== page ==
Colorectal Cancer

Colorectal cancer refers to cancer which develops in any part of the large colon or rectum

Last modified: November 16, 2021

Quick facts about colorectal cancerQuick facts

  • Most colorectal cancer starts with the development of growths, called polyps, on the inner lining of the intestine.
  • Colorectal cancer is the second most common cancer in Malaysia.
  • 1 in 55 men and 1 in 76 women in Malaysia are at risk of contracting colorectal cancer.

Types of colorectal cancerTypes of colorectal cancer

Colorectal cancer refers to both colon cancer and rectal cancer.

Colon cancer

Colon cancer originates in the large intestine, also known as the colon. In many cases, early signs of colon cancer include non-cancerous polyps in the colon.

Rectal cancer

Rectal cancer develops in the end of the large intestine, known as the rectum. Like cancer found in the large intestine, it can begin with the formation of non-cancerous polyps.

Signs and symptoms of colorectal cancerSigns and symptoms

As signs and symptoms for colorectal cancer can be similar to other common conditions such as haemorrhoids, it’s important to see your GP or healthcare professional if you experience any of the symptoms below. Discussing anything concerning with your doctor as soon as possible can help give you peace of mind and offer the best chance of successful treatment if you receive a colorectal cancer diagnosis.

Symptoms may include:

  • Sudden changes in bowel movements, like diarrhoea, constipation, narrower stools, or stools that contain mucus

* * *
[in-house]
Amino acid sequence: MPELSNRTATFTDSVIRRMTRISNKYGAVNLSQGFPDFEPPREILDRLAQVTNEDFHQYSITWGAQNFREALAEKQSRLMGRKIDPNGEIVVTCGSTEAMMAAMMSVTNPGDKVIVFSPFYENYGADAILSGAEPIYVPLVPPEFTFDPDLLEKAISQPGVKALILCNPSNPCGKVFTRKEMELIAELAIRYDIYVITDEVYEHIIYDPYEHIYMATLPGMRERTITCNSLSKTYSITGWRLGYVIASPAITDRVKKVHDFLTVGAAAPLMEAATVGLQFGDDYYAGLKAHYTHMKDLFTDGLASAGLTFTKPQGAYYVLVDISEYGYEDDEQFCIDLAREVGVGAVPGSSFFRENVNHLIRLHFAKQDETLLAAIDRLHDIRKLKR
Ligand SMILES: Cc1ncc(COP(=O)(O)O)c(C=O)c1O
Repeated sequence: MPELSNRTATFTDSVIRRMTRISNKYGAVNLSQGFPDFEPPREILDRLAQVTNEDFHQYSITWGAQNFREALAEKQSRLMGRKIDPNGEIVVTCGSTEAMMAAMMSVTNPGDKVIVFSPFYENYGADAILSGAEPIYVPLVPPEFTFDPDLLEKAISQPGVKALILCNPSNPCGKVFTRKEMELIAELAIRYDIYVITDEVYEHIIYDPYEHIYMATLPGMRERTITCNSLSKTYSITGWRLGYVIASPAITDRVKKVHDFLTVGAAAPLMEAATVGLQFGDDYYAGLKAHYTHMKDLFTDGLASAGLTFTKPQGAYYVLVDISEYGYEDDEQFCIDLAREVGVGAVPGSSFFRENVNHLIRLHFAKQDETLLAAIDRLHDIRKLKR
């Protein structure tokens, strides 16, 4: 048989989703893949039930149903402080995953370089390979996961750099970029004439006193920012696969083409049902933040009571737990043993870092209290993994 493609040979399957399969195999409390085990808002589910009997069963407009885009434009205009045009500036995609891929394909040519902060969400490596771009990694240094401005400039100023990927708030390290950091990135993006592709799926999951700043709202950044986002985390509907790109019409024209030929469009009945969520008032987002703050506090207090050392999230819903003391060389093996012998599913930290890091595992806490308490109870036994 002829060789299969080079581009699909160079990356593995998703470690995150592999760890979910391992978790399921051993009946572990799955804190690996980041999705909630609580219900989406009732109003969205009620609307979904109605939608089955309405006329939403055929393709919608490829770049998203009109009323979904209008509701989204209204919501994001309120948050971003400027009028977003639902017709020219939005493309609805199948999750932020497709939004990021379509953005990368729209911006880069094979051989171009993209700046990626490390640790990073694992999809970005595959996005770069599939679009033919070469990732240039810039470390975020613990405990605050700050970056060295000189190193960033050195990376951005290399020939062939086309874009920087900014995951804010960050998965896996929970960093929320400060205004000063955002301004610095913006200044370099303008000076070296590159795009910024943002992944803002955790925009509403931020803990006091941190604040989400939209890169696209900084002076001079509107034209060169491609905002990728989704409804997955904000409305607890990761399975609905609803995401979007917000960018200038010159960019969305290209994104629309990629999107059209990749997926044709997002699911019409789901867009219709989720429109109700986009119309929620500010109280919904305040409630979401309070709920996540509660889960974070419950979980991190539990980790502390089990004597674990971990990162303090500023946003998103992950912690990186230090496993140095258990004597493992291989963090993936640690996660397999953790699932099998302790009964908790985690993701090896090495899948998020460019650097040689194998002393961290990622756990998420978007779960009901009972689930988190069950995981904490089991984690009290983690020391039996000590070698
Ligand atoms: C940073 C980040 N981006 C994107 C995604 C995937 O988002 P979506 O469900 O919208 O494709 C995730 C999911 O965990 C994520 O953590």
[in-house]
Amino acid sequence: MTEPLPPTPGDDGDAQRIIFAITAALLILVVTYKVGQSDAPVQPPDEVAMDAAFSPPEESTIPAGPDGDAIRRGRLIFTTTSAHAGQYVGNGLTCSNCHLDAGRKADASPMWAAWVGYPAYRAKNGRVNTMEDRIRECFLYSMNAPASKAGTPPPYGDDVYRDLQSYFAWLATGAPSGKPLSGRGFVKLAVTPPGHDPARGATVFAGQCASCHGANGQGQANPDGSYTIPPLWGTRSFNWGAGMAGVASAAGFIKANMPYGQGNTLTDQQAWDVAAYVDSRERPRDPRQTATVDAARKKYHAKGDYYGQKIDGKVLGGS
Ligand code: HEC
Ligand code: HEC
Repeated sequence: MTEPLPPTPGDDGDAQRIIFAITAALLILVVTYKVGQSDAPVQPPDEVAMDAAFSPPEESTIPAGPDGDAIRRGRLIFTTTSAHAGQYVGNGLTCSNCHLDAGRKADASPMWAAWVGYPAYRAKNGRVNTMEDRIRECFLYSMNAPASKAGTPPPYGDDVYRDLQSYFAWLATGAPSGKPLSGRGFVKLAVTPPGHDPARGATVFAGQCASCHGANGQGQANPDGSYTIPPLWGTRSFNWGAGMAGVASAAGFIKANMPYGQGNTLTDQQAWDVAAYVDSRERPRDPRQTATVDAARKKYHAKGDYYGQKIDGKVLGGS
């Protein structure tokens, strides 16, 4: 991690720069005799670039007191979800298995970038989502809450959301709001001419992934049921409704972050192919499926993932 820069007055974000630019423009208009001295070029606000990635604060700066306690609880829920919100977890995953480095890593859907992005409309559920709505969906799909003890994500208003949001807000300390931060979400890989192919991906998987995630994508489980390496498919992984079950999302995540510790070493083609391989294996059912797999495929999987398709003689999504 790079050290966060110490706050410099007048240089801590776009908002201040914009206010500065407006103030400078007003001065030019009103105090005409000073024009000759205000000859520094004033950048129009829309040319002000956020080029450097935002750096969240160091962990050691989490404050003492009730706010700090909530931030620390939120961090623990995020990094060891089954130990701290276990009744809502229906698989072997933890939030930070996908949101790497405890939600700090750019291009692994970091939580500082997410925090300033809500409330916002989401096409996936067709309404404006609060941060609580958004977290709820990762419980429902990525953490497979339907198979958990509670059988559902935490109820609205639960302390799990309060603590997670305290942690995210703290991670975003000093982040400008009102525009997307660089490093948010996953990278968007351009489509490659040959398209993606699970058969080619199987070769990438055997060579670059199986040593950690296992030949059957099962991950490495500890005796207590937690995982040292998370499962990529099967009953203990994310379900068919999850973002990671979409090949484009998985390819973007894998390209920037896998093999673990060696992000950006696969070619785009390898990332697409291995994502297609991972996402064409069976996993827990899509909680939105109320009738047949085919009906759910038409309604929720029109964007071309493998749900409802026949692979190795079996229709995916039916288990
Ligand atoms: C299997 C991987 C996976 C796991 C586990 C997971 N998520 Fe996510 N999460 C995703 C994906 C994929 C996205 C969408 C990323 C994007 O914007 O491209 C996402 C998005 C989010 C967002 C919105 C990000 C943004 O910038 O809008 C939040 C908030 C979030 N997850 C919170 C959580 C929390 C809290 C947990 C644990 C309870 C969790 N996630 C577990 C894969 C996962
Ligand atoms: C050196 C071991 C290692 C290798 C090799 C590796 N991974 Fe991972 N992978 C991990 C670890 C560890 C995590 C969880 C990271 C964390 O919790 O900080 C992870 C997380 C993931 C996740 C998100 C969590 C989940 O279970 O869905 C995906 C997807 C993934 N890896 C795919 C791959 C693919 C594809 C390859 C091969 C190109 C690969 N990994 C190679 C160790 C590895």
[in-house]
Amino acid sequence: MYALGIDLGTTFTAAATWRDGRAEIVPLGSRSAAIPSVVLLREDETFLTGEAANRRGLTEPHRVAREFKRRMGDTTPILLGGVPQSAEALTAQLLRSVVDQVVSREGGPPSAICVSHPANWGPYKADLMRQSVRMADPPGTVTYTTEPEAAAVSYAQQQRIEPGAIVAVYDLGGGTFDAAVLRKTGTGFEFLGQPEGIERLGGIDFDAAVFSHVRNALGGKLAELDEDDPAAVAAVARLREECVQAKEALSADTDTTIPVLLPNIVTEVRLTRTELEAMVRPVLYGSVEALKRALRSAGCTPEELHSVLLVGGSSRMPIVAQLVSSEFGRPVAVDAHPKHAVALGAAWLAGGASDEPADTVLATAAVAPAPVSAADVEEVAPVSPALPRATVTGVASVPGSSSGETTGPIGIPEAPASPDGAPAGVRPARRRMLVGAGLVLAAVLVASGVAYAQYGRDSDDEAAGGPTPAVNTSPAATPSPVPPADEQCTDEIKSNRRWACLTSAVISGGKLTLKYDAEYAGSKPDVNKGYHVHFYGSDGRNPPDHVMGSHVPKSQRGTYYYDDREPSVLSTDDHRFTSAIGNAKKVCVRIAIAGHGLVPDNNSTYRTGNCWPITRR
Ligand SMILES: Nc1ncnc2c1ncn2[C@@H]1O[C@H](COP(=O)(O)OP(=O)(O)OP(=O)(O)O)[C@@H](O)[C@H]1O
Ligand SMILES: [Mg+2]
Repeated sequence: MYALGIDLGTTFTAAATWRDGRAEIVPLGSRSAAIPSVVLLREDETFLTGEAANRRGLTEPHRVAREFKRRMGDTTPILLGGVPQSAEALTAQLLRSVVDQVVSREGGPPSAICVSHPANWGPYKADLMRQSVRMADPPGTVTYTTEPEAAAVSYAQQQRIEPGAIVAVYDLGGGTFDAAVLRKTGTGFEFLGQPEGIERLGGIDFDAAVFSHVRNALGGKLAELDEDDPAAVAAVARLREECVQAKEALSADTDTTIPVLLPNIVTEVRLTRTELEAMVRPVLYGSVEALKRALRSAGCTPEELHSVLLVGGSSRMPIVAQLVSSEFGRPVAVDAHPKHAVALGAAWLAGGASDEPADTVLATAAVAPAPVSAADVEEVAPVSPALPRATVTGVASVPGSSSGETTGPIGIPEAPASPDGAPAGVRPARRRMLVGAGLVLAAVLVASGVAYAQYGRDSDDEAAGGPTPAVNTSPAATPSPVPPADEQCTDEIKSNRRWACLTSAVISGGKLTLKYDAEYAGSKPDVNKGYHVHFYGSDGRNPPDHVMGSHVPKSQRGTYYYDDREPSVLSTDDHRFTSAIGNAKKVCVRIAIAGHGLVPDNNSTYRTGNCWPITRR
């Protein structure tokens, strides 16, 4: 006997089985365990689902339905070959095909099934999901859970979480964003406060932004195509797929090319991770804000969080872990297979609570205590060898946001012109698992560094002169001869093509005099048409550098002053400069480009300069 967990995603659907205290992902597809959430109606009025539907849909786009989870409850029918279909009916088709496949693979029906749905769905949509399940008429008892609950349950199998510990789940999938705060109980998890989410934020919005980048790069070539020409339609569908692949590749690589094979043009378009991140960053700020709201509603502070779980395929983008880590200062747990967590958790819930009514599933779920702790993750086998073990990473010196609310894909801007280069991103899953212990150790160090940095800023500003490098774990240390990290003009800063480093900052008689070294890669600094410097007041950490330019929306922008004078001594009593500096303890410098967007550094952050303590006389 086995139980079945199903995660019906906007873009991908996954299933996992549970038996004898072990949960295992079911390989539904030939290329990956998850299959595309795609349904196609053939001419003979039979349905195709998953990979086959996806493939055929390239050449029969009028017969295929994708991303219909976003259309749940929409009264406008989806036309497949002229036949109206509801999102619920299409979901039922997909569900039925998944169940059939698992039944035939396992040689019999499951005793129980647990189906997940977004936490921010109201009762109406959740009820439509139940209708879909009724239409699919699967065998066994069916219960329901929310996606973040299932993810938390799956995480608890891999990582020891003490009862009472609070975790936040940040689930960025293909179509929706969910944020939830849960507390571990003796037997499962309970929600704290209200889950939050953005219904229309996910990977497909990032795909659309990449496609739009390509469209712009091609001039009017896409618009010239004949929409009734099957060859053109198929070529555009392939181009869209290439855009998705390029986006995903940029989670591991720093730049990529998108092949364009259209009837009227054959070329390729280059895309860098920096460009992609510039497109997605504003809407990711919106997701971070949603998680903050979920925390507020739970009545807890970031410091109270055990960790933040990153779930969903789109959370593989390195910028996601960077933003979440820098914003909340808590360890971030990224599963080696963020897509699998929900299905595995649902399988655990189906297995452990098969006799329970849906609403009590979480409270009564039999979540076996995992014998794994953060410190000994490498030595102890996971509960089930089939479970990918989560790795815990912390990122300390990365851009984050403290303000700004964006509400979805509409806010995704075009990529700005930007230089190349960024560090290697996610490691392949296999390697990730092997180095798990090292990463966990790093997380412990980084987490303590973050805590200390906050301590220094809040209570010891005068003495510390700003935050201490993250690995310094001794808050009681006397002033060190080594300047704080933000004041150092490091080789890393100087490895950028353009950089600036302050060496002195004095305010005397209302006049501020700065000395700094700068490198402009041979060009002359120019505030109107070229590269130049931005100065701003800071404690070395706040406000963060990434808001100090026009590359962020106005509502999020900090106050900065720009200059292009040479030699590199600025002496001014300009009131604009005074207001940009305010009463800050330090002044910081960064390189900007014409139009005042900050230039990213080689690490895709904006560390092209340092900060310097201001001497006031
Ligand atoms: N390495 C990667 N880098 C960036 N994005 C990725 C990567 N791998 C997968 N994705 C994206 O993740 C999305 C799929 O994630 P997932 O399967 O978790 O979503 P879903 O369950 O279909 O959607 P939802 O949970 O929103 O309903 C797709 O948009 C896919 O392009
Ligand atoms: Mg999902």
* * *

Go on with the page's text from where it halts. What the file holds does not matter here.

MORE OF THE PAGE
• Unexplained weight loss or loss of appetite

  • Bright red or dark blood in your stool or on the toilet tissue

  • Pain in your stomach with or without swelling

  • Constant gas or bloating in the bowel or rectum

  • A lump or pain around the anus

  • Unexplained anaemia (low iron) which can cause tiredness and breathlessness

Stages of colorectal cancerStages

The TNM system is used to stage colorectal cancer, and it helps doctors understand what your cancer looks like. The TNM stands for:

  • Tumour – The degree to which the tumour has affected other tissue, for example has it grown outside the wall of the rectum or colon
  • Node – Is a measure of whether lymph nodes have been affected
  • Metastasis – The degree to which the cancer has spread to other organs of the body

The TNM information, along with other tests, helps determine the stage of your colorectal cancer using the guidelines below:

Stage O

The cancer is in its earliest stage and has not spread beyond the inner layer (mucosa) of the colon and rectum.

Stage I

The cancer has been found in the mucosa, and has spread beyond the inner layer of the colon or rectum to the submucosa, but not to the lymph nodes.

Stage II

The cancer has spread beyond the layer of muscle surrounding the bowel and reached the outermost layers of the colon or rectum and surrounding areas, but has not spread to the lymph nodes.

Stage III

The cancer has spread to the lymph nodes, but not to distant organs.

Stage IV

The cancer has spread to distant organs (e.g. lung, liver, peritoneum) throughout the body.

Treatment for colorectal cancer

There are many different types of treatment for colorectal cancer. Your treatment will depend on you and your cancer.

Frequently asked questions about colorectal cancerFAQs

Is colorectal cancer hereditary?

Approximately 30% of colorectal cancer cases are related to genetics and family history.